Russia’s Navalny poisoned by nerve agent, Germany says, citing ‘unequivocal proof’

Medical specialists carry Russian opposition leader Alexei Navalny on a stretcher into an ambulance on their way to an airport before his medical evacuation to Germany in Omsk, Russia on August 22, 2020.
Medical specialists carry Russian opposition leader Alexei Navalny on a stretcher into an ambulance on their way to an airport before his medical evacuation to Germany in Omsk, Russia on August 22, 2020. © Alexey Malgavko, REUTERS

The German government revealed on Wednesday that tests carried out on Russian opposition leader Alexei Navalny showed that he was poisoned by a Novichok chemical nerve agent. German Chancellor Angela Merkel said that the “attempted murder … has given rise to some very serious questions that only Russia can and must answer". Moments later, the Kremlin said Russia was ready and have "an interest in full cooperation”.

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Tests carried out by the German army in consultation with the Charité hospital in Berlin, where Alexei Navalny is being treated, have found "unequivocal evidence of a chemical nerve agent from the Novichok family," German government spokesman Steffen Seibert said in a statement.

"It is a shocking event that Alexei Navalny has become the victim of an attack with a chemical nerve agent in Russia," Seibert added. "The government condemns this attack in the strongest terms. The Russian government is urgently requested to provide clarifications over the incident."

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"This is disturbing information about the attempted murder through poisoning against a leading Russian opposition figure," Chancellor Angela Merkel said. "This has given rise to some very serious questions that only Russia can and must answer", since “this poison could be identified unequivocally in tests", she said.

Merkel added Germany would consult its NATO allies about how to respond, raising the prospect of new Western sanctions on Russia.

Kremlin-critic Navalny, 44, fell ill after boarding a plane in Siberia on August 20. He was initially treated in a local hospital before being flown to Berlin for treatment.

Moscow denies involvement, ‘ready’ to ‘fully cooperate’

Hours after Germany’s statements, Moscow denied involvement in the incident. The Russian foreign ministry said Germany's assertion was not backed by evidence and complained about the way Germany had chosen to release information about Navalny.

Kremlin spokesman Dmitry Peskov told journalists: "In general we confirm that we are ready and have an interest in full cooperation and exchange of data on this topic with Germany."

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The Charité hospital has reported "some improvement" in Navalny's condition but he nevertheless remains in a medically induced coma and on a ventilator. It said it could not rule out long-term consequences from his poisoning and that it expected him to go through a long period of illness.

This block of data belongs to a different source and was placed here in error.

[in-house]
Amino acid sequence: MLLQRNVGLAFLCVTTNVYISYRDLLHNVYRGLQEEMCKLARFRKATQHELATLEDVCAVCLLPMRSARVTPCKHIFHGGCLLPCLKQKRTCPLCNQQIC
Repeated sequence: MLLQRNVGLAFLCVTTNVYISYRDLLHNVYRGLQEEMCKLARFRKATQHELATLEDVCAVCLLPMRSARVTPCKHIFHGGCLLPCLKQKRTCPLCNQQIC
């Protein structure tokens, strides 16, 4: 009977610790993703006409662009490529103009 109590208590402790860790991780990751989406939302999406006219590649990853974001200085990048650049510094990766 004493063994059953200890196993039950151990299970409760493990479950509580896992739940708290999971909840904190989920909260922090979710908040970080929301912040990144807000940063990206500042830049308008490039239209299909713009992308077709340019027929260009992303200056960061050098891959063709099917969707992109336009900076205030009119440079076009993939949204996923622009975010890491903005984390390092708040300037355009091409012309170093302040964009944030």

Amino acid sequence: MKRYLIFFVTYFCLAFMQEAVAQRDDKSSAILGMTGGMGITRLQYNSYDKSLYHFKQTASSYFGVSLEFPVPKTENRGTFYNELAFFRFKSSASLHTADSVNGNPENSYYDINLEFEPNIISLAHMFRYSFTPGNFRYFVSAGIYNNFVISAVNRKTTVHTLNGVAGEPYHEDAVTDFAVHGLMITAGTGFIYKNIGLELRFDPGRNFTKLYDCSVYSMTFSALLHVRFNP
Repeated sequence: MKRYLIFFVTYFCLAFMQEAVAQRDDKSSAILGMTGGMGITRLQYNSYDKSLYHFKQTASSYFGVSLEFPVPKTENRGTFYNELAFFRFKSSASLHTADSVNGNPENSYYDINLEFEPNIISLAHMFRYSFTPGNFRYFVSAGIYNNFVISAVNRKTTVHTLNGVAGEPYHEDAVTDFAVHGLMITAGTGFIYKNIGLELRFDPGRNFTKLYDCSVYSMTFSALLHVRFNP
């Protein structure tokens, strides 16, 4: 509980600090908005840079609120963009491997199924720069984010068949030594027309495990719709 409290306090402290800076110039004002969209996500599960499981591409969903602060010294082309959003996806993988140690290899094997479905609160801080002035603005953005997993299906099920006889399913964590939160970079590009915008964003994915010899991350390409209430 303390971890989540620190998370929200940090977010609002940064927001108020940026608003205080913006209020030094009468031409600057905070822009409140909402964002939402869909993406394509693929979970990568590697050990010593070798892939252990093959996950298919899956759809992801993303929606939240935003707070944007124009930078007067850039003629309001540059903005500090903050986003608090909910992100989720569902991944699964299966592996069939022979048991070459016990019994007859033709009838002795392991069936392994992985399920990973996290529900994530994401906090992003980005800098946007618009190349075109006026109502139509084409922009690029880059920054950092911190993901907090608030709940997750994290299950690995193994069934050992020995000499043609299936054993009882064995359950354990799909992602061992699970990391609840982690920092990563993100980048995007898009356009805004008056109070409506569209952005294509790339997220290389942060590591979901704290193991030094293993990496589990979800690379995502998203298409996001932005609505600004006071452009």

"Only the state (FSB, GRU) can use Novichok. This is beyond any reasonable doubt," said Ivan Zhdanov, the director of Navalny's Anti-Corruption Foundation, on Twitter, referring to the FSB internal security and GRU military intelligence services.

‘Despicable and cowardly act’

Reactions poured in from Western powers. EU chief Ursula von der Leyen said on Wednesday that "those responsible” for “this … despicable and cowardly act … should be brought to justice".

The White House said it is "deeply troubled". "Alexei Navalny's poisoning is completely reprehensible," National Security Council spokesman John Ullyot said on Twitter, noting that the poison was Novichok, a nerve agent used by Russia in the past. "We will work with allies and the international community to hold those in Russia accountable, wherever the evidence leads, and restrict funds for their malign activities," he said.

British Foreign Minister Dominic Raab also said on Wednesday that Russia "must tell the truth". "The Russian government has a clear case to answer," Raab said in a statement. "It must tell the truth about what happened to Mr Navalny."

Same chemical as Skripal’s poisoning

The case has drawn parallels with two suspected Kremlin-linked poisonings in Britain.

In 2018, the Kremlin was accused of being behind the attempted murder of ex-double agent Sergei Skripal and his daughter in Salisbury, southwest England, using a Novichok nerve agent. Twelve years priorly, in 2006, President Vladimir Putin was blamed for the radiation poisoning death of former KGB agent Alexander Litvinenko in the British capital.

(FRANCE 24 with AFP & REUTERS)

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